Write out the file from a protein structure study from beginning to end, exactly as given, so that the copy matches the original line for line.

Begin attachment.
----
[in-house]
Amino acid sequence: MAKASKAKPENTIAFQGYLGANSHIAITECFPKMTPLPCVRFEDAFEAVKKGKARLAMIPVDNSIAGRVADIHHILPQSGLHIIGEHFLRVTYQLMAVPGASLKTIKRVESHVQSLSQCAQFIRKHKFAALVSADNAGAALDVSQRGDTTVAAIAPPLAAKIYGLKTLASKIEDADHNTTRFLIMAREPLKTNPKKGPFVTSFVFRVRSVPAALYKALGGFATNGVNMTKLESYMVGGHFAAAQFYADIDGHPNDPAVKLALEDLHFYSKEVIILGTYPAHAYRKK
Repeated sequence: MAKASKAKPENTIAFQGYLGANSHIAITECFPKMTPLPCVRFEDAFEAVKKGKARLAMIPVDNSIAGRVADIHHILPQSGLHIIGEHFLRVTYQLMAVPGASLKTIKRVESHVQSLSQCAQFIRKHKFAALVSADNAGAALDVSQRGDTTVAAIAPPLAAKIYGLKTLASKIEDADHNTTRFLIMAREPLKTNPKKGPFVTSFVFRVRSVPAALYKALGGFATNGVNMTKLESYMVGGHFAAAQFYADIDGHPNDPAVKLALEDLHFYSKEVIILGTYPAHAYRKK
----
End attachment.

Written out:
[in-house]
Amino acid sequence: MAKASKAKPENTIAFQGYLGANSHIAITECFPKMTPLPCVRFEDAFEAVKKGKARLAMIPVDNSIAGRVADIHHILPQSGLHIIGEHFLRVTYQLMAVPGASLKTIKRVESHVQSLSQCAQFIRKHKFAALVSADNAGAALDVSQRGDTTVAAIAPPLAAKIYGLKTLASKIEDADHNTTRFLIMAREPLKTNPKKGPFVTSFVFRVRSVPAALYKALGGFATNGVNMTKLESYMVGGHFAAAQFYADIDGHPNDPAVKLALEDLHFYSKEVIILGTYPAHAYRKK
Repeated sequence: MAKASKAKPENTIAFQGYLGANSHIAITECFPKMTPLPCVRFEDAFEAVKKGKARLAMIPVDNSIAGRVADIHHILPQSGLHIIGEHFLRVTYQLMAVPGASLKTIKRVESHVQSLSQCAQFIRKHKFAALVSADNAGAALDVSQRGDTTVAAIAPPLAAKIYGLKTLASKIEDADHNTTRFLIMAREPLKTNPKKGPFVTSFVFRVRSVPAALYKALGGFATNGVNMTKLESYMVGGHFAAAQFYADIDGHPNDPAVKLALEDLHFYSKEVIILGTYPAHAYRKK